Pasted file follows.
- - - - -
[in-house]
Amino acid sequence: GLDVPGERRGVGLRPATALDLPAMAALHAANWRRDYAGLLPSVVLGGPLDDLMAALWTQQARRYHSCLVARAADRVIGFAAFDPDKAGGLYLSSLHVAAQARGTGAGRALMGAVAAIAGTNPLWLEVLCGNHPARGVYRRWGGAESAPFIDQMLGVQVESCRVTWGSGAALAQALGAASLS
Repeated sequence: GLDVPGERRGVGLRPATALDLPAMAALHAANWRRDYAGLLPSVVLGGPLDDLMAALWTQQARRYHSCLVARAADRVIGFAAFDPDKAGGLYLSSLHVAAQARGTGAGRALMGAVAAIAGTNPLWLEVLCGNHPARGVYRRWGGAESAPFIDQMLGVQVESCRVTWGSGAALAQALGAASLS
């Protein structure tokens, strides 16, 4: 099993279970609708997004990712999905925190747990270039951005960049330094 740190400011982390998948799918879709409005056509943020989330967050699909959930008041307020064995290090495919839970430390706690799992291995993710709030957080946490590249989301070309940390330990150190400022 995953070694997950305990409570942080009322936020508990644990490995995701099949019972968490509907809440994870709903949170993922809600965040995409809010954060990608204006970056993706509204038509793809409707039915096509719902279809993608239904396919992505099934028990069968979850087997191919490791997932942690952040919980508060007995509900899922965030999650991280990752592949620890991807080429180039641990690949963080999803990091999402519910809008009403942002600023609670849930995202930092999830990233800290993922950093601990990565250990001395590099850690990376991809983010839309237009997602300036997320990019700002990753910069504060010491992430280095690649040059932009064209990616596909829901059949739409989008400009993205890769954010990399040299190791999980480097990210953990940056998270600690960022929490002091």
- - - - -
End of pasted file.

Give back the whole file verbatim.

[in-house]
Amino acid sequence: GLDVPGERRGVGLRPATALDLPAMAALHAANWRRDYAGLLPSVVLGGPLDDLMAALWTQQARRYHSCLVARAADRVIGFAAFDPDKAGGLYLSSLHVAAQARGTGAGRALMGAVAAIAGTNPLWLEVLCGNHPARGVYRRWGGAESAPFIDQMLGVQVESCRVTWGSGAALAQALGAASLS
Repeated sequence: GLDVPGERRGVGLRPATALDLPAMAALHAANWRRDYAGLLPSVVLGGPLDDLMAALWTQQARRYHSCLVARAADRVIGFAAFDPDKAGGLYLSSLHVAAQARGTGAGRALMGAVAAIAGTNPLWLEVLCGNHPARGVYRRWGGAESAPFIDQMLGVQVESCRVTWGSGAALAQALGAASLS
């Protein structure tokens, strides 16, 4: 099993279970609708997004990712999905925190747990270039951005960049330094 740190400011982390998948799918879709409005056509943020989330967050699909959930008041307020064995290090495919839970430390706690799992291995993710709030957080946490590249989301070309940390330990150190400022 995953070694997950305990409570942080009322936020508990644990490995995701099949019972968490509907809440994870709903949170993922809600965040995409809010954060990608204006970056993706509204038509793809409707039915096509719902279809993608239904396919992505099934028990069968979850087997191919490791997932942690952040919980508060007995509900899922965030999650991280990752592949620890991807080429180039641990690949963080999803990091999402519910809008009403942002600023609670849930995202930092999830990233800290993922950093601990990565250990001395590099850690990376991809983010839309237009997602300036997320990019700002990753910069504060010491992430280095690649040059932009064209990616596909829901059949739409989008400009993205890769954010990399040299190791999980480097990210953990940056998270600690960022929490002091």